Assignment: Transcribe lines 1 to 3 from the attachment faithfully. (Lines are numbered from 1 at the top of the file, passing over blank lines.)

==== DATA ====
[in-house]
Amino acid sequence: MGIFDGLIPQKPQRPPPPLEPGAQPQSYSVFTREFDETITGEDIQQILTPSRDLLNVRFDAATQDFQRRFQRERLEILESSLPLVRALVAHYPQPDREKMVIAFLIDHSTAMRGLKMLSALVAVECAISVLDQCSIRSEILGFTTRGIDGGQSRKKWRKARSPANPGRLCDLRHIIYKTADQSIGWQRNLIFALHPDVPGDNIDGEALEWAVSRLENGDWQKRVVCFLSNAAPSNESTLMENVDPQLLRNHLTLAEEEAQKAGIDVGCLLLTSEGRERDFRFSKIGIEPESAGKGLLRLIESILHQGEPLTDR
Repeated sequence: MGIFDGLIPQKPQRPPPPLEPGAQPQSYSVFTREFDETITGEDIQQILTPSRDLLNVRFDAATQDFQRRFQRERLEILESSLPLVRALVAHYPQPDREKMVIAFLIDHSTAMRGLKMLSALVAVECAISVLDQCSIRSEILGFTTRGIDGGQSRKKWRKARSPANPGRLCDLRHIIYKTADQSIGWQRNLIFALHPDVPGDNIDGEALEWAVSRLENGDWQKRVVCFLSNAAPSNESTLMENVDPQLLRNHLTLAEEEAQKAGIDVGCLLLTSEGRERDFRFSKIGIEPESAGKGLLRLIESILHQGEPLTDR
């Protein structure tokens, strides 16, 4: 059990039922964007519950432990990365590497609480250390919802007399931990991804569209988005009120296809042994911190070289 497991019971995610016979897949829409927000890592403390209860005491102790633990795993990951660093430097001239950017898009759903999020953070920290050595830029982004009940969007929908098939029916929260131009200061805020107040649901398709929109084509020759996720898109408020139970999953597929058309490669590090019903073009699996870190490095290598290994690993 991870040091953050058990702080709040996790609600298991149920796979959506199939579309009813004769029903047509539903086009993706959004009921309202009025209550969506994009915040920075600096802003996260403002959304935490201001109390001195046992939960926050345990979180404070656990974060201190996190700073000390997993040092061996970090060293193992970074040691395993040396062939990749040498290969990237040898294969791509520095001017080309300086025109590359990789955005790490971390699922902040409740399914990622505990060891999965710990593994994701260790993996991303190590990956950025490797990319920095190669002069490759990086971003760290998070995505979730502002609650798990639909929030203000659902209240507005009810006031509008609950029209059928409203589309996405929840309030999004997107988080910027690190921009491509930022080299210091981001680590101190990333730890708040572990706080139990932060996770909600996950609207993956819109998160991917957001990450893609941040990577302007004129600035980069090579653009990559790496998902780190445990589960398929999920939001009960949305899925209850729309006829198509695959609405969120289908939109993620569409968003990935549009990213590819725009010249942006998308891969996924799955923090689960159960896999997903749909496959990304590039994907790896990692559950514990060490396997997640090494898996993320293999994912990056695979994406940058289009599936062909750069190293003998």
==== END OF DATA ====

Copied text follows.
[in-house]
Amino acid sequence: MGIFDGLIPQKPQRPPPPLEPGAQPQSYSVFTREFDETITGEDIQQILTPSRDLLNVRFDAATQDFQRRFQRERLEILESSLPLVRALVAHYPQPDREKMVIAFLIDHSTAMRGLKMLSALVAVECAISVLDQCSIRSEILGFTTRGIDGGQSRKKWRKARSPANPGRLCDLRHIIYKTADQSIGWQRNLIFALHPDVPGDNIDGEALEWAVSRLENGDWQKRVVCFLSNAAPSNESTLMENVDPQLLRNHLTLAEEEAQKAGIDVGCLLLTSEGRERDFRFSKIGIEPESAGKGLLRLIESILHQGEPLTDR
Repeated sequence: MGIFDGLIPQKPQRPPPPLEPGAQPQSYSVFTREFDETITGEDIQQILTPSRDLLNVRFDAATQDFQRRFQRERLEILESSLPLVRALVAHYPQPDREKMVIAFLIDHSTAMRGLKMLSALVAVECAISVLDQCSIRSEILGFTTRGIDGGQSRKKWRKARSPANPGRLCDLRHIIYKTADQSIGWQRNLIFALHPDVPGDNIDGEALEWAVSRLENGDWQKRVVCFLSNAAPSNESTLMENVDPQLLRNHLTLAEEEAQKAGIDVGCLLLTSEGRERDFRFSKIGIEPESAGKGLLRLIESILHQGEPLTDR